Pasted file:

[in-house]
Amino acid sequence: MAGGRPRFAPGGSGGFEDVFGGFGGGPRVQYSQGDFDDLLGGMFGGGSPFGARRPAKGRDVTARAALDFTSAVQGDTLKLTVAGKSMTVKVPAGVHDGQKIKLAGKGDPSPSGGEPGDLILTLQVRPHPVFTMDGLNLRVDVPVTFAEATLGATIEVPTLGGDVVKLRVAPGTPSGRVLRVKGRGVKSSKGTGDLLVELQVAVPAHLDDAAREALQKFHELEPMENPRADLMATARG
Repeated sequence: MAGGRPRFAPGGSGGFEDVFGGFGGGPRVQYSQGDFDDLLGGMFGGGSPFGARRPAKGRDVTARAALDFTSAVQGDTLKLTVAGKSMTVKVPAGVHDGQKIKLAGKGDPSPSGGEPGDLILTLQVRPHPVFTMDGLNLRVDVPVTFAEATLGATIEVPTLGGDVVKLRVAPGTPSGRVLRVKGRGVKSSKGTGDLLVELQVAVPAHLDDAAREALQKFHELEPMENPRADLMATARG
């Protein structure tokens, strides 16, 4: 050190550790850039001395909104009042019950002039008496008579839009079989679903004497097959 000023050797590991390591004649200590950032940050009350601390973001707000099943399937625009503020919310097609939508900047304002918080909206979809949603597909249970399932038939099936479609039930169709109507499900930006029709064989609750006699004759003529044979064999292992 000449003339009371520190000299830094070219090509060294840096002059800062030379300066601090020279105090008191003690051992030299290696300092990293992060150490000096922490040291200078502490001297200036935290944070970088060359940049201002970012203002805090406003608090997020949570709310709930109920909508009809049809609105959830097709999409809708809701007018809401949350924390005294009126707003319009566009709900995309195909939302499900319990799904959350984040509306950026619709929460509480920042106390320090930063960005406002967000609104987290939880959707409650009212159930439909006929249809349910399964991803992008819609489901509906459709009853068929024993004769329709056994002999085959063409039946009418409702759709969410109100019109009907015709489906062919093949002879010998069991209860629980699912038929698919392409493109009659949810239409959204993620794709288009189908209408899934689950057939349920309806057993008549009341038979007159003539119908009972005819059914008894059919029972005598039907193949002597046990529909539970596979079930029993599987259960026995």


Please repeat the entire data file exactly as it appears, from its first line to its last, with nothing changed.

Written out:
[in-house]
Amino acid sequence: MAGGRPRFAPGGSGGFEDVFGGFGGGPRVQYSQGDFDDLLGGMFGGGSPFGARRPAKGRDVTARAALDFTSAVQGDTLKLTVAGKSMTVKVPAGVHDGQKIKLAGKGDPSPSGGEPGDLILTLQVRPHPVFTMDGLNLRVDVPVTFAEATLGATIEVPTLGGDVVKLRVAPGTPSGRVLRVKGRGVKSSKGTGDLLVELQVAVPAHLDDAAREALQKFHELEPMENPRADLMATARG
Repeated sequence: MAGGRPRFAPGGSGGFEDVFGGFGGGPRVQYSQGDFDDLLGGMFGGGSPFGARRPAKGRDVTARAALDFTSAVQGDTLKLTVAGKSMTVKVPAGVHDGQKIKLAGKGDPSPSGGEPGDLILTLQVRPHPVFTMDGLNLRVDVPVTFAEATLGATIEVPTLGGDVVKLRVAPGTPSGRVLRVKGRGVKSSKGTGDLLVELQVAVPAHLDDAAREALQKFHELEPMENPRADLMATARG
């Protein structure tokens, strides 16, 4: 050190550790850039001395909104009042019950002039008496008579839009079989679903004497097959 000023050797590991390591004649200590950032940050009350601390973001707000099943399937625009503020919310097609939508900047304002918080909206979809949603597909249970399932038939099936479609039930169709109507499900930006029709064989609750006699004759003529044979064999292992 000449003339009371520190000299830094070219090509060294840096002059800062030379300066601090020279105090008191003690051992030299290696300092990293992060150490000096922490040291200078502490001297200036935290944070970088060359940049201002970012203002805090406003608090997020949570709310709930109920909508009809049809609105959830097709999409809708809701007018809401949350924390005294009126707003319009566009709900995309195909939302499900319990799904959350984040509306950026619709929460509480920042106390320090930063960005406002967000609104987290939880959707409650009212159930439909006929249809349910399964991803992008819609489901509906459709009853068929024993004769329709056994002999085959063409039946009418409702759709969410109100019109009907015709489906062919093949002879010998069991209860629980699912038929698919392409493109009659949810239409959204993620794709288009189908209408899934689950057939349920309806057993008549009341038979007159003539119908009972005819059914008894059919029972005598039907193949002597046990529909539970596979079930029993599987259960026995």